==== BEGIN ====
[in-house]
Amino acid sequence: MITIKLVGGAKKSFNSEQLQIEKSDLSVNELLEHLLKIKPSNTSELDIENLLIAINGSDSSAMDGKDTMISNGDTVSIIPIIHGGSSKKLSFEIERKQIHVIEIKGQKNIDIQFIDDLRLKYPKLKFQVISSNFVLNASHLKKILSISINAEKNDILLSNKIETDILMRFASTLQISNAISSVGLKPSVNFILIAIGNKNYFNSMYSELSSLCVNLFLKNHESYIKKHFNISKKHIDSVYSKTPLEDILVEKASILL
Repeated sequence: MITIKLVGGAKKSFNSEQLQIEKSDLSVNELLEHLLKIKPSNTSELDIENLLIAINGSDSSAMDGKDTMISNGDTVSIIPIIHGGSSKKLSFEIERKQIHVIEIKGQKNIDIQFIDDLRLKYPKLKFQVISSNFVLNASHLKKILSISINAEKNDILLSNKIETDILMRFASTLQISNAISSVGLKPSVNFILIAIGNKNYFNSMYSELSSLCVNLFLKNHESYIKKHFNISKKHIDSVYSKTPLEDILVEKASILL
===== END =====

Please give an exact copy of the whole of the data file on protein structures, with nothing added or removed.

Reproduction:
[in-house]
Amino acid sequence: MITIKLVGGAKKSFNSEQLQIEKSDLSVNELLEHLLKIKPSNTSELDIENLLIAINGSDSSAMDGKDTMISNGDTVSIIPIIHGGSSKKLSFEIERKQIHVIEIKGQKNIDIQFIDDLRLKYPKLKFQVISSNFVLNASHLKKILSISINAEKNDILLSNKIETDILMRFASTLQISNAISSVGLKPSVNFILIAIGNKNYFNSMYSELSSLCVNLFLKNHESYIKKHFNISKKHIDSVYSKTPLEDILVEKASILL
Repeated sequence: MITIKLVGGAKKSFNSEQLQIEKSDLSVNELLEHLLKIKPSNTSELDIENLLIAINGSDSSAMDGKDTMISNGDTVSIIPIIHGGSSKKLSFEIERKQIHVIEIKGQKNIDIQFIDDLRLKYPKLKFQVISSNFVLNASHLKKILSISINAEKNDILLSNKIETDILMRFASTLQISNAISSVGLKPSVNFILIAIGNKNYFNSMYSELSSLCVNLFLKNHESYIKKHFNISKKHIDSVYSKTPLEDILVEKASILL